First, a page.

Changes in climate are often analysed in terms of trends or differences over time. However, for many impacts requiring adaptation, it is the amplitude of the change (the ‘signal’) relative to the local amplitude of climate variability (the ‘noise’) which is more relevant.
We consider the ‘signal-to-noise’ ratio in observations of local temperature, highlighting that many regions are already experiencing a climate which would be ‘unknown’ by late 19th century standards. The emergence of observed temperature changes over both land and ocean is clearest in tropical regions, in contrast to the regions of largest change which are in the northern extra-tropics.
As the annual September sea ice minimum in the Arctic approaches, the usual questions arise about whether this year will set a new record for the extent or volume of ice left at the end of the summer. Although there was a new winter record low in 2017 it is looking unlikely that the summer will also set a record for extent, but there is still a month to go.
This visualisation of temperatures in Lancashire (UK) shows annual mean data from 1754-2015. The long-term warming trend is clear, with variability from year to year, and some temporary cooler periods due to large volcanic eruptions. The average of the 19th century (black line) separates the warm and cold colours. Continue reading Lancashire temperatures, visualised→
The temporary slowdown in global temperatures in the early-2000s is still prompting significant scientific discussion. A recent Commentary on the topic by Fyfe et al. was summarised in an earlier post. In response, a recent post by Rahmstorf et al. reiterates some of the statistical arguments that we discussed briefly in our Commentary1, but misses the main point. Continue reading Slowdown discussion→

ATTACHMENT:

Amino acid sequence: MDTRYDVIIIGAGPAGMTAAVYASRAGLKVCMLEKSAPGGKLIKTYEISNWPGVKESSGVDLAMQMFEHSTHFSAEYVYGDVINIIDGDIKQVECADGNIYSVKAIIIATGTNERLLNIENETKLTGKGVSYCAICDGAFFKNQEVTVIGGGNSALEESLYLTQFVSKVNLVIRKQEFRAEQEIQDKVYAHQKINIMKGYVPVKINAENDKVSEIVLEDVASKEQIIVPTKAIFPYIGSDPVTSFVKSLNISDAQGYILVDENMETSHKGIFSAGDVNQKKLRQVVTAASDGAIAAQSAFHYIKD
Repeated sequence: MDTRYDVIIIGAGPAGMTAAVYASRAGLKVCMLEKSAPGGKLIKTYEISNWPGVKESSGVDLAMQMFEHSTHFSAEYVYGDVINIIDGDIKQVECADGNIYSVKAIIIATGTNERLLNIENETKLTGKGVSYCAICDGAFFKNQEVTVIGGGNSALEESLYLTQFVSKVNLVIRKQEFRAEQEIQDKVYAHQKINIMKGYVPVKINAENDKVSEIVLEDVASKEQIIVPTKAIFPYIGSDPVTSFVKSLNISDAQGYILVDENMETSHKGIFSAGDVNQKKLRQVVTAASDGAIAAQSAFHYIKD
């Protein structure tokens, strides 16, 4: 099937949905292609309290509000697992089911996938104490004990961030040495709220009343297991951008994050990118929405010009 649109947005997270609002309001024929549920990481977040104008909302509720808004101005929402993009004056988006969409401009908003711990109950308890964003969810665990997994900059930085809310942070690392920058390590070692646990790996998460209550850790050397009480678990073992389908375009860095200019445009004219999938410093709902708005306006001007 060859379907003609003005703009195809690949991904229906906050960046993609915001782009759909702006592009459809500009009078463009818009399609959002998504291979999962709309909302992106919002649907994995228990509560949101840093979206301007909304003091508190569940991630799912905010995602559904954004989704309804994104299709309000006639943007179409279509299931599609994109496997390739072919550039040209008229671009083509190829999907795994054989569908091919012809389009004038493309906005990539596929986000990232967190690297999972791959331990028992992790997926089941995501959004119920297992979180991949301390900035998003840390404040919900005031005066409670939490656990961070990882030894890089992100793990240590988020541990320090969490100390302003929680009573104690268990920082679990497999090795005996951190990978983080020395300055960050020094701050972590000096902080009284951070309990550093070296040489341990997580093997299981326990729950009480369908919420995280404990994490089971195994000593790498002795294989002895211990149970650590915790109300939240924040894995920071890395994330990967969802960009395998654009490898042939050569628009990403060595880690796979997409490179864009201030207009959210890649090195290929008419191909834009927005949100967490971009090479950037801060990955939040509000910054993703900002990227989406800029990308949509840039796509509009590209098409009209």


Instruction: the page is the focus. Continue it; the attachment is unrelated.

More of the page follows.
We are all familiar with the usual metrics used to highlight that the climate is changing: surface air temperatures, sea level, sea surface temperatures and ocean heat content all rising, glaciers retreating, Arctic sea ice declining etc. But, there are also many other less well known sources of information about how our climate is changing, and many involve ‘citizen scientists’, who often didn’t realise the potential long-term benefits of the data they were collecting. Continue reading Observing long-term climatic changes with unusual sources→
It has been claimed that the early-2000s global warming ‘slowdown’ or ‘hiatus’, characterized by a reduced rate of global surface warming, has been overstated, lacks sound scientific basis, or is unsupported by observations. The evidence presented in a new commentary in Nature Climate Change by Fyfe et al. contradicts these claims. Continue reading Making sense of the early-2000s warming slowdown→
The Paris COP21 continues. The atmosphere today was far more relaxed after the excitement of the speeches from world leaders yesterday. Negotiations have started more seriously with discussions over decarbonisation – perhaps this should be called carbon austerity! Continue reading Reflections from Paris COP – day 2→